From what I could see from the dock, the waterway up to Four Mile Creek, looked like a good one to paddle. The water was calm, and the wildlife viewing appeared promising. Whether your interest is history, wildlife, the river or fishing, there is something here for everyone. (Be safe out there, and always make sure you have your personal flotation device, PFDs).
Deep Bottom Park also offers picnic facilities, restrooms, and fishing are available at this site. The boat ramps are available twenty-four hours a day to launch and retrieve boats. The park grounds are open from dawn to dusk.
9525 Deep Bottom Road | Henrico, VA 23231
On my last day of break, I wanted to take the family out to explore the freshwater tidal marsh areas of R. Garland Dodd Park in Chesterfield County, Virginia on the Appomatox River. The park spans 176 acres and offers something for everyone of all ages. Apart from the beautiful 2.7 miles of walking trails, there are 2 baseball fields, 2 basketball courts, a football field and 6 tennis courts which are all lighted. There are also 4 soccer fields and two different sets of playgrounds, and numerous shelters.
The main attraction to the park is the floating boardwalk through the Ashton Creek Marsh. In the heart of winter, the place seemed desolate but still very beautiful. I imagine that in the summer, this place would be teeming with wildlife; birds, turtles, and dragonflies to mention a few. We enjoyed the very short hike down to the first Marsh Overlook where the floating board walk begins. Interestingly, at this location is another playground area which seems to be almost hidden in the woods. Our son very much enjoyed the floating boardwalk, as he hopped over the panels to avoid the small gaps. With walking stick in hand he explored the marsh and the plants, marveled at the ducks as they flew in formation and observed the sporadic movements of the dozens of tadpoles.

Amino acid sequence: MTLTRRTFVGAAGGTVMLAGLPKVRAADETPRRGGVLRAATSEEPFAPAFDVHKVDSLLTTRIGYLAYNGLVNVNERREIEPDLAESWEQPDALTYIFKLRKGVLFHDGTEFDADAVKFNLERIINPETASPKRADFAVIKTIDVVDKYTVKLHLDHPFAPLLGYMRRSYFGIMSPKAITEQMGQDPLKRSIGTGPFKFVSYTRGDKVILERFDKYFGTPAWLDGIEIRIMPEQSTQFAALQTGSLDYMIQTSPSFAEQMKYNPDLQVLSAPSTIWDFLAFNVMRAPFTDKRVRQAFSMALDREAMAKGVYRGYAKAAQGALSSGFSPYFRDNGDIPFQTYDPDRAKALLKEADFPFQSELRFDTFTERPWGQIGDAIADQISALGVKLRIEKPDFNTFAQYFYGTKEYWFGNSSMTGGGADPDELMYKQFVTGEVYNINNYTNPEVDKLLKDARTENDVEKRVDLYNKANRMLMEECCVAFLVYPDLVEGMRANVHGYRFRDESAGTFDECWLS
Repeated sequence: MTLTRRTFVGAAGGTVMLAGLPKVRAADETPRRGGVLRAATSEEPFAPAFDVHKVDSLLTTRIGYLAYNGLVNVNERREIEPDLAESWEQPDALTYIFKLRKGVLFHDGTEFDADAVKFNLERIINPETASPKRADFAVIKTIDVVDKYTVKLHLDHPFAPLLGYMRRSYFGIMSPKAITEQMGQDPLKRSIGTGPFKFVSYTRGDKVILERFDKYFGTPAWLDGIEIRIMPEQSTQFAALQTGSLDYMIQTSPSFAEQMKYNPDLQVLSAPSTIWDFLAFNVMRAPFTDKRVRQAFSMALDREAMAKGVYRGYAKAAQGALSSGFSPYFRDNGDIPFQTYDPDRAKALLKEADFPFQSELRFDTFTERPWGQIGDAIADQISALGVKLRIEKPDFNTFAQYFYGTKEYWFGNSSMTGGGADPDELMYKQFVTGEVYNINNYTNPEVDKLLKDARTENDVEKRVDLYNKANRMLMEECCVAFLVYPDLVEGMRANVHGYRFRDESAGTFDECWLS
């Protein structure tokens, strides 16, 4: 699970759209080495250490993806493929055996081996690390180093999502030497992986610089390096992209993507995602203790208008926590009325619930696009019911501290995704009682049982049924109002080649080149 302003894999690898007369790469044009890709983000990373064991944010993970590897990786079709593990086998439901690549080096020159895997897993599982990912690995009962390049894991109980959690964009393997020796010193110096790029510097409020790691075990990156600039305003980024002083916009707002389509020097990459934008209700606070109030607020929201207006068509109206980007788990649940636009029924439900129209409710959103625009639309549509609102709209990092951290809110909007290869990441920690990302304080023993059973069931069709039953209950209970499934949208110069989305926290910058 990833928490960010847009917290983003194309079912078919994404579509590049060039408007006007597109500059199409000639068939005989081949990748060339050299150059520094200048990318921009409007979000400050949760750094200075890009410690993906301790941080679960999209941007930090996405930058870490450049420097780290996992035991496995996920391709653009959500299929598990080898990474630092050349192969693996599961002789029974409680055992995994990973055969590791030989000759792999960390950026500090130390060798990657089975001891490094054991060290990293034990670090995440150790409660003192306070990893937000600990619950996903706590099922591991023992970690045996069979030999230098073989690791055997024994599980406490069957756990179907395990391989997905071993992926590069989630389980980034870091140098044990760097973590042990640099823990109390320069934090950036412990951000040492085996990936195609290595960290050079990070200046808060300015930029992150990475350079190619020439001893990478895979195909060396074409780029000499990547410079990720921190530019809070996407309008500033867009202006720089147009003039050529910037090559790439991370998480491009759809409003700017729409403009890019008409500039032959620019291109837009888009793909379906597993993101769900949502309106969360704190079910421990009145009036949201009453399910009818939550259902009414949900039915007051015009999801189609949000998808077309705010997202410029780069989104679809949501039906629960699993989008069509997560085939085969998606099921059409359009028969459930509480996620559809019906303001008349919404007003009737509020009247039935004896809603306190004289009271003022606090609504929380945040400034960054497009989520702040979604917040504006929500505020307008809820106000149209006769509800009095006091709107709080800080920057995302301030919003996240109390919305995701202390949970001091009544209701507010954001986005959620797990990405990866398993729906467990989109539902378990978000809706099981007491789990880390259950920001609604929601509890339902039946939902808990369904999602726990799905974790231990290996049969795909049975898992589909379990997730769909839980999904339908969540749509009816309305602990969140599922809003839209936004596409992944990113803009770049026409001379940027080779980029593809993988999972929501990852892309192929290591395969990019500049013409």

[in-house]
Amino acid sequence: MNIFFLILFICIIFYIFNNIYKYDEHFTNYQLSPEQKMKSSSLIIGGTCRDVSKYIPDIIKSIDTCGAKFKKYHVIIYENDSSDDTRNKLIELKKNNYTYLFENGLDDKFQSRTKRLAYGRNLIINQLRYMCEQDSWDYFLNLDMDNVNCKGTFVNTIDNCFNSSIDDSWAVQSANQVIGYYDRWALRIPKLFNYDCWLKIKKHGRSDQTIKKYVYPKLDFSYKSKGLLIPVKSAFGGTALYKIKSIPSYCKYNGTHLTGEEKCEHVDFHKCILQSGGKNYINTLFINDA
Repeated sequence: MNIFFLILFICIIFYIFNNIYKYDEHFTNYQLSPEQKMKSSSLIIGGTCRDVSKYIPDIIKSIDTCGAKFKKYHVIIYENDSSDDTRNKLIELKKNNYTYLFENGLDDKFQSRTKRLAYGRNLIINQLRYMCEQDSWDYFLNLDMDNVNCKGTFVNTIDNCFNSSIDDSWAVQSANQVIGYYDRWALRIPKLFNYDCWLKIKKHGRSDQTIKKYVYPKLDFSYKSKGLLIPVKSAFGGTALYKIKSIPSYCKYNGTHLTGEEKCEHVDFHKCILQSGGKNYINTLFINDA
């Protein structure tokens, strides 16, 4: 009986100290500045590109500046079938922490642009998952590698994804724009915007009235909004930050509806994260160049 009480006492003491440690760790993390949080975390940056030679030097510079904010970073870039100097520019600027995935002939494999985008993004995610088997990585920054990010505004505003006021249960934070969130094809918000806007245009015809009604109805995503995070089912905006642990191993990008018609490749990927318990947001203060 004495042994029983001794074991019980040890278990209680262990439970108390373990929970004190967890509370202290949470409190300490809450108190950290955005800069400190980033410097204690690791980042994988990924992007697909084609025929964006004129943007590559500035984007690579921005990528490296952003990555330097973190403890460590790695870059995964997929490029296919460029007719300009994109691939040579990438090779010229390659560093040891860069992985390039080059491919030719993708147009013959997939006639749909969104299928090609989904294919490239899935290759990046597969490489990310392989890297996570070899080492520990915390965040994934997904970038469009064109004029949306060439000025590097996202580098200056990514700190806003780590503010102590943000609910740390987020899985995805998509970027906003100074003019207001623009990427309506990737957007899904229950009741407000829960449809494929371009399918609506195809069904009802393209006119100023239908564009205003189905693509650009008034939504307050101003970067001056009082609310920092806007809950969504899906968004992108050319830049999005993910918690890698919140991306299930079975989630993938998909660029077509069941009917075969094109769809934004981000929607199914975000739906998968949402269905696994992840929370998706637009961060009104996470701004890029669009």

At the age of 28 months, he is a very capable hiker on flat terrain such as this. Towards the South Gully Bridge is a beautiful outlook on the Appomatox as the marsh opens up into flowing river water. This area is interestingly of historic significance as well. This land was the southern end of the Union position during the Bermuda Hundred Campaign. These were a series of battles fought at the town fo Bermuda Hundred during May of 1864 during the American Civil War. There is evidence of the Union Army’s earthworks in the area however relic hunting is prohibited in the park.
The park is listed as “at Point of Rocks”. The Point of Rocks is a plantation home that was built in 1840 of historic significance during the civil war. It was named after the 60 foot high sandstone cliffs on the Appomattox River. The house had signficance as an observation point during the war for Union General Benjamin F. Butler. It was used for a time as a hospital as well. The home today is owned privately by descendants of John Strachan, but part of the land is part of the park today.
Whether you come for the views, the sports or the history, there is certainly plenty to explore at R. Garland Dodd Park. (30 minutes away from Richmond, VA)
The highlight of our 10 day road trip through the Utah Mighty Five was hiking the narrows with our toddler. This was shot with the Sony FDR X3000 action camera.